It will be important to consider high-touch surfaces and areas. This commonly includes items such as doors, elevator buttons, stair handrails, faucet handles, keyboards and the like but you’ll want to consider other areas in your environment that get frequent use such as supply closets.

A proactive indoor air quality program is always a best practice to ensure a healthy environment. The need for enhanced and more frequent cleaning and disinfection of the overall space and individual work areas may introduce unwanted chemicals into the environment that could be irritating to occupants. Wipes are preferable to sprays because they are less irritating to occupants from an indoor air quality perspective, but options for what your clinic may be able to obtain could be limited due to the high demand.
 

Personal Protective Equipment for Staff

The intention may be to serve only patients not infected with COVID-19, but the reality is that clinics will have to face this at some point. We know that persons infected with COVID-19 can be asymptomatic. Supplying personal protective equipment (PPE) and training for staff on its proper use will be necessary. For many, this will include a surgical mask and face shield.

How to Know If an N95 Respirator is Real or Counterfeit
 
N95s are appropriate for use if the person will be in close contact with a person who is confirmed or suspected to be COVID-19 positive. From a general public health perspective, the CDC does not require them. However, we’ve found that some clinics want to use N95s as a precaution, particularly dental clinics where staff will be working with patients who are not wearing masks. The first obstacle will be obtaining a supply given the current shortage and that supplies are being directed to hospitals and first responders. If you do provide N95s for staff, you will need an Occupational Safety and Health Administration (OSHA) compliant Respiratory Protection Program. Additionally, staff will need to be medically cleared, fit tested and trained on proper use and donning and doffing procedures. Given the supply shortage, you will also need to implement correct measures for storage and reuse of N95s. If an N95 is to be stored for reuse, it should be stored in a container that is able to be closed but vented to allow moisture to escape.

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Plan in Advance How to Manage a Positive Case of COVID-19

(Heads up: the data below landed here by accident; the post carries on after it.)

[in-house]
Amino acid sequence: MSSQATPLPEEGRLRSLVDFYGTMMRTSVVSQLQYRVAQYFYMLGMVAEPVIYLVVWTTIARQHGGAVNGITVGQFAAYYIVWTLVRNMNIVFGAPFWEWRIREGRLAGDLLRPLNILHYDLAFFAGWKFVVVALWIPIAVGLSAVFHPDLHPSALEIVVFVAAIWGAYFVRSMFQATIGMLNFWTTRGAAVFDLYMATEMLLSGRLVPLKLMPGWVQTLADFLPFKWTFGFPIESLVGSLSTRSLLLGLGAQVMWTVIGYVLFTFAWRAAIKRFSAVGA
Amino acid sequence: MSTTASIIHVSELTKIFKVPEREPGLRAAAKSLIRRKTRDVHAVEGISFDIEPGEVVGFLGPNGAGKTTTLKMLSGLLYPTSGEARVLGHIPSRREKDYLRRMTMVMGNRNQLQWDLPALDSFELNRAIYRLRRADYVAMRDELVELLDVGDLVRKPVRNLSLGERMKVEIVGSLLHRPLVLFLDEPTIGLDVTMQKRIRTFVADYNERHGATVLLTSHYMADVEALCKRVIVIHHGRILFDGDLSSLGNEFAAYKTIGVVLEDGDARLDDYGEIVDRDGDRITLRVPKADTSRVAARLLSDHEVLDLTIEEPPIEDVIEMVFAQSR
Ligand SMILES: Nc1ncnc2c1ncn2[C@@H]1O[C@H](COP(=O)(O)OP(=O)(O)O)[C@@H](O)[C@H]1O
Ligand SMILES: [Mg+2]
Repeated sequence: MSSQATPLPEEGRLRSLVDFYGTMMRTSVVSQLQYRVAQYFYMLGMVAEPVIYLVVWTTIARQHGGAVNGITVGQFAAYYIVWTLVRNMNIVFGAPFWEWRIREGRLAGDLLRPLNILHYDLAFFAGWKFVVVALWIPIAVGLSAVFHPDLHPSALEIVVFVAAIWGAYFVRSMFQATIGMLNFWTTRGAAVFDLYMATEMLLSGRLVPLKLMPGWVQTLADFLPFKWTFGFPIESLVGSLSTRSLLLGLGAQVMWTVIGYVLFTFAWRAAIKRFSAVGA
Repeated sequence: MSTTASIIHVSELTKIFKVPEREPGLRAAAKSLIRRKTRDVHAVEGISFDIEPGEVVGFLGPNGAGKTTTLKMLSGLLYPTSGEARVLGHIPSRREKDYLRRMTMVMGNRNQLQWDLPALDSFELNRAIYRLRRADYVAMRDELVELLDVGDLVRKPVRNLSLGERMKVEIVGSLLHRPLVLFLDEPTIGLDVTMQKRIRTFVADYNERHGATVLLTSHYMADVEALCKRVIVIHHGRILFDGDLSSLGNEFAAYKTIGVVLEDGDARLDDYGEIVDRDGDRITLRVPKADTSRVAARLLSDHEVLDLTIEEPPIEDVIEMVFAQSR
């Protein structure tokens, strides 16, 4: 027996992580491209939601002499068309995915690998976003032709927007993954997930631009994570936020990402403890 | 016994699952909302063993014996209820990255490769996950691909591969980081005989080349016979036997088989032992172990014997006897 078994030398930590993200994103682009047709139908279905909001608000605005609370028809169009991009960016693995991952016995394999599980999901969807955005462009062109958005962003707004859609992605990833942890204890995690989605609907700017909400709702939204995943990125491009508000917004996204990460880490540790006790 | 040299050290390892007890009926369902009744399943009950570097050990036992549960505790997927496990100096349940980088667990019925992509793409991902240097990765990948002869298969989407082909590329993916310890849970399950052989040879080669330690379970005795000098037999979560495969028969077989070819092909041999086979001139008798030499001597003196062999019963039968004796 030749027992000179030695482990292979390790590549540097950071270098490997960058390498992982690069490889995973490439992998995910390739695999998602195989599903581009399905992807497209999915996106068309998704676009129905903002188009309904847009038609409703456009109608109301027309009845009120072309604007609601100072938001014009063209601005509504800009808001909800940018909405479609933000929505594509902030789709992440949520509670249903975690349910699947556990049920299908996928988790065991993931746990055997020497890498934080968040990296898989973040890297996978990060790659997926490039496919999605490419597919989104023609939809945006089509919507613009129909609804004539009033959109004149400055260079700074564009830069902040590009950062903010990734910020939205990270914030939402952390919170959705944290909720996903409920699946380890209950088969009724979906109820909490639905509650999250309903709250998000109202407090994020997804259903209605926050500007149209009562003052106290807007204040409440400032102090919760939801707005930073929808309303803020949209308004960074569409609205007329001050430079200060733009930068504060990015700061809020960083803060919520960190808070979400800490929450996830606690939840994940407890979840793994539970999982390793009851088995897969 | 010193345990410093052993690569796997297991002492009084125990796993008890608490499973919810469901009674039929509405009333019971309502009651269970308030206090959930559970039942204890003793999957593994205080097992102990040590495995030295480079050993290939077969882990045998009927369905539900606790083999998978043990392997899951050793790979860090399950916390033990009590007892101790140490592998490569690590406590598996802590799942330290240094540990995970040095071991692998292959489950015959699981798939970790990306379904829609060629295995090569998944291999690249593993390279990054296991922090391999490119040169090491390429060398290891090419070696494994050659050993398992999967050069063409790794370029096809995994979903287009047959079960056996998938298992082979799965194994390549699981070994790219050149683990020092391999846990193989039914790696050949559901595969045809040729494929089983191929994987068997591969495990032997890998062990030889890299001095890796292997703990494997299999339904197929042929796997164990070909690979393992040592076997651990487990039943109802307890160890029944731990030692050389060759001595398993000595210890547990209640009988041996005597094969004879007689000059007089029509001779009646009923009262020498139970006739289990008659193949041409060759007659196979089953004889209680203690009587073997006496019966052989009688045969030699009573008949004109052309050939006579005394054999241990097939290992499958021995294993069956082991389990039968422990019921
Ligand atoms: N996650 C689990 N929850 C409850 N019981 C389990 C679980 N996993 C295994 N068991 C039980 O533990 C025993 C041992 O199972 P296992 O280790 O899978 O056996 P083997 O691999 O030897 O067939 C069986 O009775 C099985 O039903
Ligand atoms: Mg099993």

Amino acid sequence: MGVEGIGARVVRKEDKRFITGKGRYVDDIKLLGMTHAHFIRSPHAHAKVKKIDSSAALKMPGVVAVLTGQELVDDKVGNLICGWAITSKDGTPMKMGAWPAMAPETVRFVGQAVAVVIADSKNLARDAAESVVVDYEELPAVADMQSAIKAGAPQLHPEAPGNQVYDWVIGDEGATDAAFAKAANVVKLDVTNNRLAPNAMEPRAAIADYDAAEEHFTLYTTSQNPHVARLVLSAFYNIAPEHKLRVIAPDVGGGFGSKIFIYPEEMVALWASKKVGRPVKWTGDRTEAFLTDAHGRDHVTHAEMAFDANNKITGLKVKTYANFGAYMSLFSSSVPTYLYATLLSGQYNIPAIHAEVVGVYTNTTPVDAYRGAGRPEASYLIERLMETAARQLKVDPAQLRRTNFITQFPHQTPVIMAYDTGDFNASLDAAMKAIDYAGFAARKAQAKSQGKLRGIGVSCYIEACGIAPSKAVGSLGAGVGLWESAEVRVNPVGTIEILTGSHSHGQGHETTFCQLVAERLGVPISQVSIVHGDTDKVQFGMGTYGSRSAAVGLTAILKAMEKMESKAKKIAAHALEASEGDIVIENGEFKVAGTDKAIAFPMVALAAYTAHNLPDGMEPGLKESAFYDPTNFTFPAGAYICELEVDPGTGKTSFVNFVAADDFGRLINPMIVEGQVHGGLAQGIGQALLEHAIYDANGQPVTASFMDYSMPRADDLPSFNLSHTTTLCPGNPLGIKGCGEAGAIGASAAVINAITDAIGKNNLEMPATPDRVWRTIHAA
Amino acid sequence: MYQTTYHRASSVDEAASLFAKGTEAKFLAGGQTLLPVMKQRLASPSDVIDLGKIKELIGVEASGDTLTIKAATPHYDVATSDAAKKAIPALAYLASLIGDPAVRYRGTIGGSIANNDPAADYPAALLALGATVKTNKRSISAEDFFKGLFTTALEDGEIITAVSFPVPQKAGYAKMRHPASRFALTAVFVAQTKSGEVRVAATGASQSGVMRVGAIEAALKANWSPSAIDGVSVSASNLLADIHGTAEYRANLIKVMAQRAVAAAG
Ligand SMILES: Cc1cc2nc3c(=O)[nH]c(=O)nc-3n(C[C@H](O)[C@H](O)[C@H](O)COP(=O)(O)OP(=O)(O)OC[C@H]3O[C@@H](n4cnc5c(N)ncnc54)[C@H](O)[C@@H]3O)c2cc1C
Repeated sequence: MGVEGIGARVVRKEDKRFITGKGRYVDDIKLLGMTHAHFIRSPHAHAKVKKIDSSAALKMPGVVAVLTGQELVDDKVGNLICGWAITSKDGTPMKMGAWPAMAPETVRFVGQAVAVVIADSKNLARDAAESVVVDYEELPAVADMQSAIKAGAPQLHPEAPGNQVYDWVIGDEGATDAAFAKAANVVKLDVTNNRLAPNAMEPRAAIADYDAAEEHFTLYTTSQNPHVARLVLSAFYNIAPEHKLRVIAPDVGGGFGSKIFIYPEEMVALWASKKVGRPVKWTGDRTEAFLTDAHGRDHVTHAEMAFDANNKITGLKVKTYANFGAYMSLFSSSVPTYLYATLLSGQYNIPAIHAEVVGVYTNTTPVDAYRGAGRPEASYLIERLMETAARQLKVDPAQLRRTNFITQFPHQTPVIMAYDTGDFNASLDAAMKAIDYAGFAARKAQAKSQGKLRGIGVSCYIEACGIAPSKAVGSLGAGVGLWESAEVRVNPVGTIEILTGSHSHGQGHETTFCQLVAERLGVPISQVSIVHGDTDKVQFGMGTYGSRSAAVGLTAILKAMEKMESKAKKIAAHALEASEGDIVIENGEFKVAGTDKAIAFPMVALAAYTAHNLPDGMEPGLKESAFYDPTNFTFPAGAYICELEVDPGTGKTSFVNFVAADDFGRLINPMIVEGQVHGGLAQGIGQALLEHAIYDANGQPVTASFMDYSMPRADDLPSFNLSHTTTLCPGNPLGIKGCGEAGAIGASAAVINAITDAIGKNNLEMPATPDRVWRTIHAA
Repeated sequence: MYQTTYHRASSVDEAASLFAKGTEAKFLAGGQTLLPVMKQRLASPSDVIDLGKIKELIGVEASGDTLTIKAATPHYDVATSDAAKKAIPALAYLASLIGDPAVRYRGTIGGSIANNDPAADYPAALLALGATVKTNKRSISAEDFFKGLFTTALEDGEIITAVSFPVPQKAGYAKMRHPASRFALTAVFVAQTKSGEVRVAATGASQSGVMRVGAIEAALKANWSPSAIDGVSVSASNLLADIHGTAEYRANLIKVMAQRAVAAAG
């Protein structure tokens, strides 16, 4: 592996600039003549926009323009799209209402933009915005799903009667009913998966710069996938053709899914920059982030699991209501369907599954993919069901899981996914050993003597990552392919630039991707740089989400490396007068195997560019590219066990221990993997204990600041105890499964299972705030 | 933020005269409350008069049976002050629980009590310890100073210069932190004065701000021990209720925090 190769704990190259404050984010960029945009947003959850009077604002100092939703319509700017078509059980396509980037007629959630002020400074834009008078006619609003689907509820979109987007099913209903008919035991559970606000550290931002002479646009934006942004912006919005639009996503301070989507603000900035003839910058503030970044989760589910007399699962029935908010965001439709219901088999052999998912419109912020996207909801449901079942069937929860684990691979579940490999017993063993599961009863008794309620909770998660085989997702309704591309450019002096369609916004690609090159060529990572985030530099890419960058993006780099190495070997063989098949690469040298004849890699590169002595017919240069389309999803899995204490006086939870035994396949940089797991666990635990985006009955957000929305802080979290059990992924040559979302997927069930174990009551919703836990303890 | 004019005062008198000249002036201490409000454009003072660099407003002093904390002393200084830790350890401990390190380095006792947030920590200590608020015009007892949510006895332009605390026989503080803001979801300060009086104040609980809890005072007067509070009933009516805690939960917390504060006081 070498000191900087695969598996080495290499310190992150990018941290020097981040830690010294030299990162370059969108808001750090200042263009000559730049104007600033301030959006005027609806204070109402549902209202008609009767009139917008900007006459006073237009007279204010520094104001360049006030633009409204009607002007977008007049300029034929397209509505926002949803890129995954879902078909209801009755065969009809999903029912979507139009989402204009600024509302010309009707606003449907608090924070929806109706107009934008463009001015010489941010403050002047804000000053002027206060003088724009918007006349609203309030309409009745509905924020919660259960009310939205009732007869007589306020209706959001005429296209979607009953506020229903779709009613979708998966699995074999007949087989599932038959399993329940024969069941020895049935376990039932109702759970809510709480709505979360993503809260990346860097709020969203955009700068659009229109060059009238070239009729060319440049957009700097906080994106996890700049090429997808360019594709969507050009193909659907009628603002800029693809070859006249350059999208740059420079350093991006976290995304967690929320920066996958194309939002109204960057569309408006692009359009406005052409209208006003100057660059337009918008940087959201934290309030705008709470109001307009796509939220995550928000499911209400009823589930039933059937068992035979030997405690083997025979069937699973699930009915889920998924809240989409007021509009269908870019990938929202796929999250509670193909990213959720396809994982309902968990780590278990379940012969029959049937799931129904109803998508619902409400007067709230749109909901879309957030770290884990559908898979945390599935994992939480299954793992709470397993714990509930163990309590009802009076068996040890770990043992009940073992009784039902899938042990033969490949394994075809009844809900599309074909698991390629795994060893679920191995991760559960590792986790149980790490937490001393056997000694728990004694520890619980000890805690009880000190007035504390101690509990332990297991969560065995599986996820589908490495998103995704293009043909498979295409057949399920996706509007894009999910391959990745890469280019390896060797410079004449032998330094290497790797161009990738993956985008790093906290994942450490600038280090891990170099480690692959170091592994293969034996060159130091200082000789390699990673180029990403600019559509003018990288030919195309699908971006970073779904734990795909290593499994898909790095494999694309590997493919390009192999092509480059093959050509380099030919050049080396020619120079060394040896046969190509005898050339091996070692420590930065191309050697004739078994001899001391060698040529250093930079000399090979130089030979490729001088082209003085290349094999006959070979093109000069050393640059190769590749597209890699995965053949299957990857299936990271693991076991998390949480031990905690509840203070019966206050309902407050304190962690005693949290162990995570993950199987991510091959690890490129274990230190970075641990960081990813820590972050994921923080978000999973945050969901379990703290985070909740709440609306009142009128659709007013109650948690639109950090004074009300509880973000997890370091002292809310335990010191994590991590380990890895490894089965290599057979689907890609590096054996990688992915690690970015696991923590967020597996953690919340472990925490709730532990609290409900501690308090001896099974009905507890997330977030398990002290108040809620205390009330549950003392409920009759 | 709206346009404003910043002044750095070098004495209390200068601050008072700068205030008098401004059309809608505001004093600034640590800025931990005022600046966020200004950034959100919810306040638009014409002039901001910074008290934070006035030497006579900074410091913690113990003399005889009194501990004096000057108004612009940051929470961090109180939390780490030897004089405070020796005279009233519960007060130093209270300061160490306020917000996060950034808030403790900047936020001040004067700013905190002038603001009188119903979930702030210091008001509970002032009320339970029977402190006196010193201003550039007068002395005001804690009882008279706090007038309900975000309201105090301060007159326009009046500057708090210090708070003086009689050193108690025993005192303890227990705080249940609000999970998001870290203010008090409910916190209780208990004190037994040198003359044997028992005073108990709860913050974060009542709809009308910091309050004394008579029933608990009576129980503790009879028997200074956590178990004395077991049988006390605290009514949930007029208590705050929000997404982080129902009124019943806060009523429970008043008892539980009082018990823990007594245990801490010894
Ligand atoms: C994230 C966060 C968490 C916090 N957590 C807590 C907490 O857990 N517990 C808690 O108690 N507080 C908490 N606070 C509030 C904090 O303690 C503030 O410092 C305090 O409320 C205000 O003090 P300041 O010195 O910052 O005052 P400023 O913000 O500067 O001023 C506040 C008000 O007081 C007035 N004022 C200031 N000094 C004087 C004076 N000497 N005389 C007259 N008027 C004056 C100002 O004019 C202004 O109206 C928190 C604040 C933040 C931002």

It is not a matter of if, but when, will you be faced with managing a positive case of COVID-19 (staff or patient) in your practice. Planning for this situation needs to happen before you reopen. Also consider what steps will be taken if an employee has come in “close contact” (as defined by the CDC) with a person who is COVID-19 positive. Your policy should include these essential steps:

  • Virtual interview with the infected employee/patient
  • Contact tracing
  • Notification of close contacts
  • Cleaning and disinfection plan
  • Communication notifying employees of the confirmed case and steps taken by the clinic to manage the risks

Also, decisions will need to be made as to when an employee can return to work, taking into account their role (essential or non-essential). You’ll also need to consider any human resources or legal implications related to The CARES Act. Detailed written policies and procedures will be important so that actions can be undertaken quickly.
 

Communication with Staff and Patients

Across the country people have been under stay at home orders for several weeks. Naturally, people will have concerns about returning to work and buildings. Communicating the measures your clinic has taken to ensure a safe environment for your staff and patients to give them piece of mind will be essential. Providing staff and patients with confidence in your clinic and their safety will have a positive impact in helping you return to normal operations and, ultimately, your bottom line. Many clinics will need to think about COVID-19 health screenings with patients before entering the practice, potentially via text message or other technology, fever screening and signage. Though these issues may appear simple, advanced planning will be necessary, so you can confidently serve your patients and protect your staff.

Careful planning will be critical to the success of your practice reopening and there are many areas that need to be addressed. Taking the right steps to prepare your facility to provide a healthy environment, combined with effective policies and training to help ensure staff and patient safety are two key components in your overall plan. Successful implementation may require specialized expertise in industrial hygiene, engineering and infection control to avoid setbacks and minimize disruptions.

If you need guidance on how to prepare your clinic for reopening, contact us today to speak with an expert.